In general I have come to treat anything that cites Alex de Vries with suspicion. Amongst other things, the repeated discussion of the number of transactions and the power expenditure. The power expenditure does not scale by number of transactions. Associating the two without mentioning one is not a factor of the other creates a misleading impression. Doing so repeatedly suggests bad faith.
Bitcoin does use a lot of power though. On the other hand, the reward halving does mitigate some of this. If you are confidant that Bitcoin won't increase on average 20% every year forever then you should be happy that the problem will fix itself.
The current problem comes from the value rise being greater than the reward halving. To sustain that it has to double in value every 4 years _forever_. The early growth has been higher than that, but to just sustain current power levels BTC would have to be worth millions in a few decades.
But in the future, the amount of energy consumed for a single transaction will tend towards exactly the fee paid for that transaction multiplied by the cheapest electricity price in the world.
So either the transaction fees will be outlandish, or for a transaction that costs $0.10 you will consume roughly 2kWh.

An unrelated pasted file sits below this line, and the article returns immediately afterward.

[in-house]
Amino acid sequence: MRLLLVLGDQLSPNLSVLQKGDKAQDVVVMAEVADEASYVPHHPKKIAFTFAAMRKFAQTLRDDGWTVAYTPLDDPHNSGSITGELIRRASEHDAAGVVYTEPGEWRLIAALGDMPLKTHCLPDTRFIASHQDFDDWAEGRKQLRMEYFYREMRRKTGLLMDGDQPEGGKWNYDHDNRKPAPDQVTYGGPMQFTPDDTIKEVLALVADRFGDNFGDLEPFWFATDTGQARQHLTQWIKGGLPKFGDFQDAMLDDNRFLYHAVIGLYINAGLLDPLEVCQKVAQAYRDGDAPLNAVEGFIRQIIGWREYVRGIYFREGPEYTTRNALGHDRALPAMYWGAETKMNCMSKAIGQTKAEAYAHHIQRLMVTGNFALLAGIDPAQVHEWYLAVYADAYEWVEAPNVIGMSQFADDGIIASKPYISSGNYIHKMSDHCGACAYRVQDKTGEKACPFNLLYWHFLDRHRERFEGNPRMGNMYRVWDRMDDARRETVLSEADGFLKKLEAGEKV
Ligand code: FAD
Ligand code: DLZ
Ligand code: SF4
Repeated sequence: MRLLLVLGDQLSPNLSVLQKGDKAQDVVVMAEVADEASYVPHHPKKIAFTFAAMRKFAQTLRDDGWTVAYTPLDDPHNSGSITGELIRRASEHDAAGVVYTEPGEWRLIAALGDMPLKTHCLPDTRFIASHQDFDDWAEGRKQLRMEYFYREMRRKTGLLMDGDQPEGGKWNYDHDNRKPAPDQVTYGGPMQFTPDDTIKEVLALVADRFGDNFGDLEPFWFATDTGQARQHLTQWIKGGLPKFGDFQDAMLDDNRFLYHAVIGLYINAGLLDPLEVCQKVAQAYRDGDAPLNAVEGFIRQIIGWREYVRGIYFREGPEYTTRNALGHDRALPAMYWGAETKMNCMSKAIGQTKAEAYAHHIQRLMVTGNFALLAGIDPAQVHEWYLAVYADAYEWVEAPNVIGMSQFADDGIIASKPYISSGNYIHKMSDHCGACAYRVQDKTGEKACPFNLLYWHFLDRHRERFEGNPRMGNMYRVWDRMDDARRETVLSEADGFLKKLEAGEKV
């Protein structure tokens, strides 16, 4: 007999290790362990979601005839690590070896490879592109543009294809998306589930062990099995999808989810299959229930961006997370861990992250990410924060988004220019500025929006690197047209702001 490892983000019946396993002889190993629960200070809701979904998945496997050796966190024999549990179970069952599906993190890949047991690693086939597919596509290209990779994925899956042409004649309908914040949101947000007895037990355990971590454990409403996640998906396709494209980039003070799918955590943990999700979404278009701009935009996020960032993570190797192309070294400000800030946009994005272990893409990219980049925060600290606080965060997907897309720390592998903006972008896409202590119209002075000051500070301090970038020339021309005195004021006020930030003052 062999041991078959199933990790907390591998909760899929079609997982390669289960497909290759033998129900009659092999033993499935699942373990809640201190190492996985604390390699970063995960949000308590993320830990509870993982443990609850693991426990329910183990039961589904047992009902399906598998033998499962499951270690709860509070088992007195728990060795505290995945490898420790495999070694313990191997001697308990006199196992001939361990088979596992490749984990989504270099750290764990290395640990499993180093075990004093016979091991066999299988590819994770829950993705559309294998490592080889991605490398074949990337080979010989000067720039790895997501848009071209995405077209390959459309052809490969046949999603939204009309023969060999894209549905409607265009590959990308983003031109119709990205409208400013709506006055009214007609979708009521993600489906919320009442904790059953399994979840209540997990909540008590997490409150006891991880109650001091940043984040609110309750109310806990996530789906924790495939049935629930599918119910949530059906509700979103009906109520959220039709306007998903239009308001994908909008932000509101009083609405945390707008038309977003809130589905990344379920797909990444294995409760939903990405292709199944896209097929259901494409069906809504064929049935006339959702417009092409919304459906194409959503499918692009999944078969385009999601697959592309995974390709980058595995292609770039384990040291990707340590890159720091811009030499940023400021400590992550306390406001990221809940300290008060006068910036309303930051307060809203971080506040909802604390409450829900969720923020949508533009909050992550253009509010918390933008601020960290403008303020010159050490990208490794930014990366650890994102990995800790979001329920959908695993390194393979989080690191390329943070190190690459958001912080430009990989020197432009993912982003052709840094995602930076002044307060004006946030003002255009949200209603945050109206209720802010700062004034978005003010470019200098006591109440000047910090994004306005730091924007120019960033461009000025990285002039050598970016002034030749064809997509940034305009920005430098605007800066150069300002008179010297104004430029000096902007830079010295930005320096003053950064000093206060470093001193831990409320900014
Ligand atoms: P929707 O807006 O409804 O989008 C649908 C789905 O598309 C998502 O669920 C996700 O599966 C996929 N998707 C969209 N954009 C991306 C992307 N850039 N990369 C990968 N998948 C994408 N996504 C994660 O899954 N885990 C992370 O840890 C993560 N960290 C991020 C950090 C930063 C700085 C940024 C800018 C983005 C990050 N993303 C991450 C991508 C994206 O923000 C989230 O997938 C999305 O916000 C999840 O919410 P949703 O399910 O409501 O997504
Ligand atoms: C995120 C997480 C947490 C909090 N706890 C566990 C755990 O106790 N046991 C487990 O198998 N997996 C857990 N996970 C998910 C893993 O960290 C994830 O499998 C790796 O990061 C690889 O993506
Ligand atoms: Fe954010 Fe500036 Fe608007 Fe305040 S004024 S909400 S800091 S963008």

Trip to the shops, but fuel, some take away and a few things online when you get home and you’ve used 10-16 kWh of energy, multiple that by a population (even a small one), and even the massive investment into renewables that there is now will be quickly eclipsed.
Adding transactions that are so intensive to people’s everyday energy consumption would be a huge step backwards IMO.
Making a bitcoin transaction is like recasting gold bars - not something you want to do often with small amount of gold. This will be done only for large individual payments or for large settlement payments aggregating thousands or millions of normal payments. Everyday payments will be performed on second or higher layers (e.g. Lightning Network)